English Version

Polar Adventure: Read All About It!

Social Studies Activity

Real-life adventures are fun to read and write about. Several ongoing adventures have reports posted on the Internet. In this activity students follow an adventure and then chronicle it by writing a newspaper article or making a time line.


  • Time online for your students
  • Paper and pencils
  • Rolls of paper


  1. Introduce the assignment: Students will investigate reports of an adventure on an Internet site and then write a newspaper article or make a time line summarizing the adventure.

  2. Divide the class into small groups. Each group should investigate either the Arctic or the Antarctic, using the World Wide Web sites given below. Students should make notes and/or print screens and images. One of these sites records the exploits of a group that has traveled on dog sleds near the North Pole. The other site is the gateway to information about Antarctica. If some students investigate each site the entire class may then compare and contrast what they have learned from the two sites.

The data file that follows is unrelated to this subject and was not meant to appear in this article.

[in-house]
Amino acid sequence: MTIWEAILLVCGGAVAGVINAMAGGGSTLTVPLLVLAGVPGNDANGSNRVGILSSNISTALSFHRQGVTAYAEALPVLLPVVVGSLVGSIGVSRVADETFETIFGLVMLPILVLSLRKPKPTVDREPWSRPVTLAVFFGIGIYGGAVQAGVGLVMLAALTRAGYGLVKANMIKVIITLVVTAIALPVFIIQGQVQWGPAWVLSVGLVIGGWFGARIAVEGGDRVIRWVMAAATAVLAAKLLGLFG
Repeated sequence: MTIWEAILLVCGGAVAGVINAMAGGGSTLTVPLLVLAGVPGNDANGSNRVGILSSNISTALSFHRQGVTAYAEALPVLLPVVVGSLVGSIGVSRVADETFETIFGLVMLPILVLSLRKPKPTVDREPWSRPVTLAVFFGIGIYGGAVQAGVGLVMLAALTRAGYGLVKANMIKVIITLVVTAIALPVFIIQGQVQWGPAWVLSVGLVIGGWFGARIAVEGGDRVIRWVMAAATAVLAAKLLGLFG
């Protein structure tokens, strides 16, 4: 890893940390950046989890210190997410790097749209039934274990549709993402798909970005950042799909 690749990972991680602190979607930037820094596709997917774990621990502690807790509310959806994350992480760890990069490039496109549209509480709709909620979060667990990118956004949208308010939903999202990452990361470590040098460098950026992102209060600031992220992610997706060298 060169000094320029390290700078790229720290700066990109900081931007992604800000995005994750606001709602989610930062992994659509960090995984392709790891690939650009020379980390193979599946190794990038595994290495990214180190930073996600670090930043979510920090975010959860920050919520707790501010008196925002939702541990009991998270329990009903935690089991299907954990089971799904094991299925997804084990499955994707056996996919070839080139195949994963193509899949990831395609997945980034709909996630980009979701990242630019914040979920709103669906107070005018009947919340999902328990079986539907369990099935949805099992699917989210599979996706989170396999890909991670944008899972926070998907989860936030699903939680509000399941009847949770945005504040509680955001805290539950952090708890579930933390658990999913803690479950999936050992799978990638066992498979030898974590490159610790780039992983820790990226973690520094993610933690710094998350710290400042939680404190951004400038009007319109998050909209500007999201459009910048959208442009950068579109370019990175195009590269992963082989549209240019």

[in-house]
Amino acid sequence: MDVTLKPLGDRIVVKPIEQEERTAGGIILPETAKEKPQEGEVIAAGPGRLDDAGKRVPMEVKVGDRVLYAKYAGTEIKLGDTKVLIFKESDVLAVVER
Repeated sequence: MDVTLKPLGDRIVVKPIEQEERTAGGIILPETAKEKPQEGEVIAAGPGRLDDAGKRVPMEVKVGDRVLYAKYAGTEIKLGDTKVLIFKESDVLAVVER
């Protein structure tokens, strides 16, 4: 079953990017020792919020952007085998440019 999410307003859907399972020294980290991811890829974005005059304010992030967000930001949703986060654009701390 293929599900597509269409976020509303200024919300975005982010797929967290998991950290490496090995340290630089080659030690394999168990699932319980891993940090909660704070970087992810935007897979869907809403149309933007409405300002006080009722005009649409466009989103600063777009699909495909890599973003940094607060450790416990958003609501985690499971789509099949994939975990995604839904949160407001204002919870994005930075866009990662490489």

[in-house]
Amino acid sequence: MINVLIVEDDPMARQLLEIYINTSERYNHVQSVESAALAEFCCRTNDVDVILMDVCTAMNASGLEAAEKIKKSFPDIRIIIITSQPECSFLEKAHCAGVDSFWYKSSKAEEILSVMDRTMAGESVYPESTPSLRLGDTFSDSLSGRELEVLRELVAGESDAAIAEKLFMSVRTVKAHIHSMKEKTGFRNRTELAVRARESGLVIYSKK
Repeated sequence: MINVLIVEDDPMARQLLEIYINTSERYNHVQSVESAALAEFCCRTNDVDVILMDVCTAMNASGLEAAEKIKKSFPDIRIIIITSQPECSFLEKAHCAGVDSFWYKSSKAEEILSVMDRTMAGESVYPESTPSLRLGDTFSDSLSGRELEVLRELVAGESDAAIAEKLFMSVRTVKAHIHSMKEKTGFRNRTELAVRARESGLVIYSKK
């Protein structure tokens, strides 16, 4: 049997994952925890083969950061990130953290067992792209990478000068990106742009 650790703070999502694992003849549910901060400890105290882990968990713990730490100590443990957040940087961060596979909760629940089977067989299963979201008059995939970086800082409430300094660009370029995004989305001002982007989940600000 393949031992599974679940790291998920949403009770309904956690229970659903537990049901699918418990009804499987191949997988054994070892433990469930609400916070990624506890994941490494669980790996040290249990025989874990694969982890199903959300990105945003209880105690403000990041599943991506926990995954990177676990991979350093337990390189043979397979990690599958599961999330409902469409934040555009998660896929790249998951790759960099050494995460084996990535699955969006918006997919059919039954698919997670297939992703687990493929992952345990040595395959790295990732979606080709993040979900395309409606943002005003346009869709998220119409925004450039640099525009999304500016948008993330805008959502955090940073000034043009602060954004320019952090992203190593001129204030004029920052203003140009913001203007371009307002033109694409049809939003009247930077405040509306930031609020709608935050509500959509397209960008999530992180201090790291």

The Journey North
    The Journey North is operated by DeweyWeb at the University of Michigan School of Education. It includes several areas of interest to students. One, the International Arctic Project, involves expeditions to the Arctic. You can find great reports from the expeditions in the International Arctic Project pages. http://ics.soe.umich.edu.
    Gateway to Antarctica
    Gateway to Antarctica is operated by the International Centre for Antarctic Information and Research. ICAIR is located at the International Antarctic Centre, Christchurch, New Zealand. The Gateway is a great place to launch research into any area of interest regarding Antarctica. Students may especially enjoy April Lloyd's Antarctic Adventures, located in the Education section.
  3. Give students time to explore these or other Web sites. Guide the groups in discussions to decide the form their report will take. Students may need to familiarize themselves with the available information before making a final decision.

  4. Have students write articles, make time lines, or use another format agreed upon by the class. If your students have access to word processing or page makeup software, encourage them to save images from the Web sites to incorporate in their reports.

  5. Display the reports on a bulletin board or assemble them into a class album. Lead a class discussion about the similarities and differences between the Arctic and Antarctica.

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